2 Crucial Questions Investors Should Ask About The Boeing Company
The secret of smart investing is often as simple as answering two basic questions: Is a stock a good bargain, and can it create long-term value. Let's use this approach to find out how the U.S. aircraft major, Boeing , stacks up as an investment option.
Boeing's stock price nearly doubled in 2013 as investors got excited about the revival in the commercial aircraft sector and the company's big order wins. Now's a good time to see if there's any steam left in the company's stock.
To ascertain if Boeing is a good value for the money, we'll look at its earnings yield. We get this number by dividing the company's annual earnings per share with its current share price, a simple inversion of the P/E ratio. The earnings are either paid out as dividends to shareholders or funneled back in to the company to earn higher future returns.
As a benchmark, we'll take U.S. bond rates, which is as close as one can get to risk-free investing in the real world. So Boeing's earnings yield has to exceed the U.S. treasury rate if we are to consider it an option worth investing in. The following chart gives the five-year comparison between Boeing's earning yield and 10-year U.S. bond rates:
As evident, Boeing clears the test -- there's currently a neat spread of 1.89 percentage points between the company's earnings yield and the 10-year-bond rate. Its valuation gets even more attractive when considering its higher earnings potential.
The aircraft major has embarked on a "partnering for success" program with its suppliers, which asks for big concessions in return for future volume opportunities. Doug Alder, a company spokesman, told Bloomberg that the effort has "generated several billion dollars in committed savings across the Boeing enterprise." The company is also trying to manufacture planes more efficiently.
Both initiatives could mean higher future earnings. Simply put, if the company can continue to grow earnings at the level of past growth rates, an initial investment will yield a higher rate of return and further outpace treasury yields. Boeing has a good track record, too; in 2013, earnings improved by more than 16.6% over the year-ago period to $5.97 per share.
Return on invested capital
Boeing's stock can yield sufficient returns to justify an investment, but is that enough? In his New York Times best-seller, "The Little Book that Still Beats the Market," Joel Greenblatt says that "beyond price, we might also want to know something about the nature of the business itself. In short, are we buying a good business or a bad business?"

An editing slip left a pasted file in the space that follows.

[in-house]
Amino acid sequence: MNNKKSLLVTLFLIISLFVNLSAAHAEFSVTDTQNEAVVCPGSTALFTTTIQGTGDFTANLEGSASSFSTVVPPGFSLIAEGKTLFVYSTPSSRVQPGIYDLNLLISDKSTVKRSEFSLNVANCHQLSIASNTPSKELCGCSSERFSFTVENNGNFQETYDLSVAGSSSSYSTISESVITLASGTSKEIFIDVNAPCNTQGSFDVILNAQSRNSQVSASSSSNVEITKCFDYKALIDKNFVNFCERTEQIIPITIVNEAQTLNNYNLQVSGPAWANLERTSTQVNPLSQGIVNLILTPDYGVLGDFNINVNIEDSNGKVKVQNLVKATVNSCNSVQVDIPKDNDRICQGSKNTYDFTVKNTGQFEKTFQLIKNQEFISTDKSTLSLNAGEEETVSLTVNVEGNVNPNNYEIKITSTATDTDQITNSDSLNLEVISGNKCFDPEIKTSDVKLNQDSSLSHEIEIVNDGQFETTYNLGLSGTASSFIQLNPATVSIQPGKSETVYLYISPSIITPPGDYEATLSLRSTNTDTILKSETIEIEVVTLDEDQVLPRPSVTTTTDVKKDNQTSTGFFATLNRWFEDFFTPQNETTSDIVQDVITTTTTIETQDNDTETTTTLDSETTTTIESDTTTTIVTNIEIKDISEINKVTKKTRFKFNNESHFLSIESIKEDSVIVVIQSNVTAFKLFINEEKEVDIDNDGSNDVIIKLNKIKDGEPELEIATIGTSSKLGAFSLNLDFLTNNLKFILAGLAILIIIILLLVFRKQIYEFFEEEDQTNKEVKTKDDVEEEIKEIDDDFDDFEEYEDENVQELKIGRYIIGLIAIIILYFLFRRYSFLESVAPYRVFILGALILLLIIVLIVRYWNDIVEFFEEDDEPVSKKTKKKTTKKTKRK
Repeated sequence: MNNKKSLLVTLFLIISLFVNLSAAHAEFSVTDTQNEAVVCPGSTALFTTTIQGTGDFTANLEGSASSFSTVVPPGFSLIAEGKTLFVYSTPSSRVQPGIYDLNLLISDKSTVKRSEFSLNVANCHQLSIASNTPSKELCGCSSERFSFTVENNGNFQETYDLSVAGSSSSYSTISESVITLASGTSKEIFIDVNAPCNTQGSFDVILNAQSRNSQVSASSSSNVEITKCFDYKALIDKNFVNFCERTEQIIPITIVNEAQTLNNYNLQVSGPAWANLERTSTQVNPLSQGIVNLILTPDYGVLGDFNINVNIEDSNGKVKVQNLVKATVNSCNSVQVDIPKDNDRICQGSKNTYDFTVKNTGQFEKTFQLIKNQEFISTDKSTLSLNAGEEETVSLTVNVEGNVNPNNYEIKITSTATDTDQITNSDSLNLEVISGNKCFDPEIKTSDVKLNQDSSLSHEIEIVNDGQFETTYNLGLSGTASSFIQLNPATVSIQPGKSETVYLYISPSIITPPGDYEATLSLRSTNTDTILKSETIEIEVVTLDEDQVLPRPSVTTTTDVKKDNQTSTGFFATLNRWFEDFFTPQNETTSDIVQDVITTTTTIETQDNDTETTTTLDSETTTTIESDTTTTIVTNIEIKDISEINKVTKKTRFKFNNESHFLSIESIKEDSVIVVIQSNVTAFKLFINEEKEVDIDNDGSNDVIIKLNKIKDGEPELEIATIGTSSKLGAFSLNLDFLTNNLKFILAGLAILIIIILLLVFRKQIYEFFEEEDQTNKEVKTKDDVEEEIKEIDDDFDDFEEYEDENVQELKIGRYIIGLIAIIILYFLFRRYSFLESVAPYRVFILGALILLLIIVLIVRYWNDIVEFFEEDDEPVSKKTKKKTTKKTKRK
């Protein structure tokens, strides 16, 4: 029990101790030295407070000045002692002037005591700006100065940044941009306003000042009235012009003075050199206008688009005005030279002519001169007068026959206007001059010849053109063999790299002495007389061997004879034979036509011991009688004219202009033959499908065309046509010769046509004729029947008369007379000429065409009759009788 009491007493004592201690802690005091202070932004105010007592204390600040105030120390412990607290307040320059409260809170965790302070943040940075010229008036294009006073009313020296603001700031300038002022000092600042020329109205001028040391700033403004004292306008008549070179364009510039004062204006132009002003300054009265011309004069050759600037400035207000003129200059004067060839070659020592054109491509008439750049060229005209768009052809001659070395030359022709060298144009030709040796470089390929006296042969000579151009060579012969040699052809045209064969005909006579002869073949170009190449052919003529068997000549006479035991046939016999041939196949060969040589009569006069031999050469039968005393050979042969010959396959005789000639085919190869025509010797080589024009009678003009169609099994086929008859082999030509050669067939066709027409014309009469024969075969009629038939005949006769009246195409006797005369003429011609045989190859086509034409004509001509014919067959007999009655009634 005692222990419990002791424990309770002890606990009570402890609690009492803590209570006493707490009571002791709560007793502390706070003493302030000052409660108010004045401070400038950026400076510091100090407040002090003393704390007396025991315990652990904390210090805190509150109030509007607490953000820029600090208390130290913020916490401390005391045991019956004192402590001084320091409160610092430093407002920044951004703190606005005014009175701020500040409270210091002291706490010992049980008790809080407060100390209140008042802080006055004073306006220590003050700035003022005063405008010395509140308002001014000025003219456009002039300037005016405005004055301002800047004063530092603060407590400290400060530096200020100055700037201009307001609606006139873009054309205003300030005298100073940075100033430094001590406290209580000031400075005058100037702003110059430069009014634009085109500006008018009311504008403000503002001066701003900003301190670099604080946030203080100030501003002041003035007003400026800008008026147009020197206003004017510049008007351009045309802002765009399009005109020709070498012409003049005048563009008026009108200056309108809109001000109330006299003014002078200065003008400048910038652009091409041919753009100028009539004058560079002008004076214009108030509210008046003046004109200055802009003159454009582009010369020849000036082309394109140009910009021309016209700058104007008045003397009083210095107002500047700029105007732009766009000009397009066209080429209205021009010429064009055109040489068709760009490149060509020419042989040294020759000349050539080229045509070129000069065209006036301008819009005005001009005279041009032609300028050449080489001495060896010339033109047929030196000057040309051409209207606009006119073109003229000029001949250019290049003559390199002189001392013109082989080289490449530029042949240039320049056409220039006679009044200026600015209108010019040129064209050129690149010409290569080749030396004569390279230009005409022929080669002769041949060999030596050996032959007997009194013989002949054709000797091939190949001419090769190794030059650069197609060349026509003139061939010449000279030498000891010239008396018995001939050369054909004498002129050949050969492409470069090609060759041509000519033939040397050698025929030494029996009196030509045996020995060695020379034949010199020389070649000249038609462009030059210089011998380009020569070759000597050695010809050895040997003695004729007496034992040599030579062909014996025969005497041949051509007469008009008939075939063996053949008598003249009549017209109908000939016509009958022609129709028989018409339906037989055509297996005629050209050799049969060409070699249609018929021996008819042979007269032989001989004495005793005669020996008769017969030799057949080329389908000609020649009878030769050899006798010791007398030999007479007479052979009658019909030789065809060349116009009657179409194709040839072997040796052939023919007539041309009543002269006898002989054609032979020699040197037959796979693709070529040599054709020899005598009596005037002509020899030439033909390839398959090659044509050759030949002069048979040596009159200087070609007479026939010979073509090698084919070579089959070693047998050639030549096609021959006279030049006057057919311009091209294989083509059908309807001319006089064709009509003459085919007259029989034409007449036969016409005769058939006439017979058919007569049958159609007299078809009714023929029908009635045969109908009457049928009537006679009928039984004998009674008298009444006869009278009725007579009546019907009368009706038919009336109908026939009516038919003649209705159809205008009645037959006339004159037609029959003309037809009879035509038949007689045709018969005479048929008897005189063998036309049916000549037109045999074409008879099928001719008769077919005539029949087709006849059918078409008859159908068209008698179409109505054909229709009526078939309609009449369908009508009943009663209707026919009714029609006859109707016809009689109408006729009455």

To answer this, let's evaluate Boeing's return on invested capital, or ROIC. Fools have always been big fans of this ratio, which often doesn't get as much credit as it deserves. A Foolish report on fundamentals defines ROIC as "the cash rate of return on capital that a company has invested. It's the true metric to measure the cash-on-cash yield of a company, and how effectively it allocates capital."
Now to compare Boeing's ROIC with its weighted average cost of capital, or WACC, which, as the name suggests, represents the cost that Boeing has to incur for its capital. Simply put, WACC averages the cost of debt and the cost of equity. Boeing creates value when its ends justify the means, or when its ROIC exceeds its WACC. Let's see what the two look like in the following chart:
The airplane maker is a reliable value creator, and it is picking its business opportunities well. The company had more than $2 billion in capex in 2013, and will spend more this year to expand its business. This could enhance shareholder returns in the long run.
Boeing's looking good, but before the final verdict, let's find out about the aircraft major's business sustainability and its moat. In terms of market potential, Boeing forecasts a steady growth rate of 5% annually through 2032, while European airplane major Airbus expects a 4.7% rate. The former expects market demand to be for more than 35,000 aircraft by 2032; the latter, just above 29,000.
Boeing and Airbus practically hold a duopoly in the global commercial aircraft market, and each has its niche nicely carved. As shown in the charts below, the former leads in wide-body jets while the latter delivers more narrow-body planes.
Regional players like the Brazilian Embraer or Canadian Bombardier are no match. In 2013, Boeing delivered 648 commercial planes, Airbus 623, and Embraer 90. The chart below shows the trends.
On a cautious note, it's good to remember that since more orders are flowing in from emerging economies, there's a risk of order cancellations if demand slows down in these regions. Boeing has an astounding $374 billion in commercial backlog, but a good proportion of it comes from Asia, Middle East, Latin America, and Africa.
Cyclicality is another factor that can stall Boeing's prospects. Currently, the commercial aviation market is in an expansion phase, and Boeing CEO Jim McNerney told analysts in the January earnings call that "it feels like at least a book-to-bill of 1-to-1 coming up this year." If the industry trends reverse in the next five years or so, and the book-to-bill ratio shrinks to less than one with a drop in backlogs level, then Boeing could find it difficult to sustain its current growth and profitability.
Risks remain, but based on the above evaluation, Boeing appears to be a good investment option. The company passes two crucial tests, which reflect its ability to yield good returns for its shareholders and to allocate capital to good business opportunities.
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